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Farnsworth, Silas C.


Age: 25, credited to Enosburgh, VT
Unit(s): 10th VT INF, VRC
Service: enl 7/21/62, m/i 9/1/62, PVT, Co. F, 10th VT INF, pr SGT 1/19/63, red 6/5/64, tr to VRC 6/9/64, m/o 7/6/65

See Legend for expansion of abbreviations


Birth: 1837, Bakersfield, VT
Death: 1903

Burial: Maple Grove Cemetery, Bakersfield, VT
Marker/Plot: 11
Gravestone researcher/photographer: Tom Ledoux
Findagrave Memorial #: 31012959


Alias?: None noted
Pension?: Yes, 8/18/1865; widow Emma J., 6/1/1903, MN
Portrait?: Unknown
College?: Not Found
Veterans Home?: Not Found
(If there are state digraphs above, this soldier spent some time in a state or national soldiers' home in that state after the war)

Remarks: 10th Vt. History off-site


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Maple Grove Cemetery, Bakersfield, VT

Check the cemetery for location/directions and other veterans who may be buried there.


Dr. Silas E. Farnsworth

Dr. Silas E. Farnsworth passed away after an illness of several months, from chronic nephritis, at his home in this city, on Thursday last. He was sixty-five years of age, and for more than forty years has been in the active practice of his profession in this city for nearly twenty years. His was a strenuous life. Born in Vermont he had just commenced the study of his profession when at the breaking out of the rebellion he enlisted and went to the front, serving with credit and distinction in several capacities, in the 10th regiment of Vermont volunteers. At the close of the war he resumed his studies and was graduated in the his profession from the University of Vermont. He married Miss Emma J. Sampson, and leaves here and their daughter, Miss Lou Farnsworth surviving.

As a physician and surgeon he was ever above the average and so accounted by his professional associates. For many years he had held positions of responsibility and trust, and for a long period was surgeon for the Northwest railroads, and at the time of his death he was an acting member of the board of pension examiners, and secretary of the same.

Strictly upright in his business relations, his personal friendships were firm and lasting. His broad sympathy and kindness of heart were proverbial, and none will mourn him more sincerely than the unnumbered poor whom he has for years professionally treated, without charge, many of whom have already called upon his family to express their sorrow. His love and regard for home and family was well known among his social, as well as professional intimates, and as a husband and father he was ever kindly and considerate and affectionate.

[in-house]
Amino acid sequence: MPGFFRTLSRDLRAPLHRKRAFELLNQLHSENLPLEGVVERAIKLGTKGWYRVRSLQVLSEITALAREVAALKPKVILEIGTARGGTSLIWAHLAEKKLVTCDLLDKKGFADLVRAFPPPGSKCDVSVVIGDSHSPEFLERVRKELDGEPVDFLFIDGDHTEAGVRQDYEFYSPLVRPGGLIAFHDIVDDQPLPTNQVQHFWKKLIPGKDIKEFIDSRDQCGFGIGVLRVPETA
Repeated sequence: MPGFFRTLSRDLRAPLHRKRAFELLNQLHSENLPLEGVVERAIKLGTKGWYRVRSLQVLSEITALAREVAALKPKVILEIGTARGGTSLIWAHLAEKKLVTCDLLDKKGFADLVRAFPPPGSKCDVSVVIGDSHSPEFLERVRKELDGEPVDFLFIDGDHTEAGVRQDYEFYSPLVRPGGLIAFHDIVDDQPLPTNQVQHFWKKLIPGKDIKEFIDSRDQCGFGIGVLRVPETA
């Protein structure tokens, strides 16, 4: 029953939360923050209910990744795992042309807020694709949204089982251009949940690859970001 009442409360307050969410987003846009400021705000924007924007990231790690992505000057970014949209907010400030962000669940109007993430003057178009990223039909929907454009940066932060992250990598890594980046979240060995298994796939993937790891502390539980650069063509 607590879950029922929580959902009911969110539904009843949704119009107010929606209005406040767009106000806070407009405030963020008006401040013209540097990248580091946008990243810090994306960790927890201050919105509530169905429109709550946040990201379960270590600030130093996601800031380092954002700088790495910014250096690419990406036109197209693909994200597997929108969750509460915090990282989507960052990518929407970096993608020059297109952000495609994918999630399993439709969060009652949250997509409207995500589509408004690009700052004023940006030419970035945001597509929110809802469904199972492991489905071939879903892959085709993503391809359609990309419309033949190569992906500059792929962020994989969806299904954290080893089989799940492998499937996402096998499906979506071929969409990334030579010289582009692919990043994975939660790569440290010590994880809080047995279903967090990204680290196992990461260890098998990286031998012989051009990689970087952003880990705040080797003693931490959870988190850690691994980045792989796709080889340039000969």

Nothing could more fully evidence his lasting friendships and his regard for home ties than his request to be laid to rest in the old family burial ground, at Bakersfield, Vt., and there he will be buried.

He was a firm believer in the essentials of the Christian religion, and the book o his life is a sufficient exponent of his belief. He was a consistent member of Fowler M. E. Church, and the funeral was conducted on Saturday from his late residence by his pastor, Dr. Cook, under the auspices of Bryant Post, of which he was a member, kindly assisted by the post quartet.

Source: Star Tribune, Minneapolis, MN, May 24, 1903


Rolla E. Samford, of Minneapolis, Minn., arrived in town Monday bringing with him the body of Silas Farnsworth. The funeral was held at the residence of O. C. Farnsworth, brother of the deceased. Among those attending the funeral from out of town were Mr. and Mrs. F. L. Hopkins and daughters, Marguerite and Flora of Franklin, Miss Ann Farnsworth, and Mr. and Mrs. Edward Tenyaw, of Enosburg Falls, and Elwin and Jerome Farnsworth, of Montgomery.

Source: St. Albans Daily Messenger, May 26, 1903
Courtesy of Tom Boudreau.